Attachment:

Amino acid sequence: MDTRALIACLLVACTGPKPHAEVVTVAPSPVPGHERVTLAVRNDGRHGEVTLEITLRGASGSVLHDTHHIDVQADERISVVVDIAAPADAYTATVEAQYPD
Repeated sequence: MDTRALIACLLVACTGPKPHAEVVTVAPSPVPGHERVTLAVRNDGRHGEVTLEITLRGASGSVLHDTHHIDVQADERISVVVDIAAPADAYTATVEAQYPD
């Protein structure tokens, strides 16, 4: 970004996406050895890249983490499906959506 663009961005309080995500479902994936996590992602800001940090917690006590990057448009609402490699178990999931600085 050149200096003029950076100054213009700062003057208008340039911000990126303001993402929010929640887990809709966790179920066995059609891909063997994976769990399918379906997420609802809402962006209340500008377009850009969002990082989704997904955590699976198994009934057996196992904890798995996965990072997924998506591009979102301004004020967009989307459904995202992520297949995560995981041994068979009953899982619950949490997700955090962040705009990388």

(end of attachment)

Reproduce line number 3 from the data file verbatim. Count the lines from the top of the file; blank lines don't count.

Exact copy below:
């Protein structure tokens, strides 16, 4: 970004996406050895890249983490499906959506 663009961005309080995500479902994936996590992602800001940090917690006590990057448009609402490699178990999931600085 050149200096003029950076100054213009700062003057208008340039911000990126303001993402929010929640887990809709966790179920066995059609891909063997994976769990399918379906997420609802809402962006209340500008377009850009969002990082989704997904955590699976198994009934057996196992904890798995996965990072997924998506591009979102301004004020967009989307459904995202992520297949995560995981041994068979009953899982619950949490997700955090962040705009990388």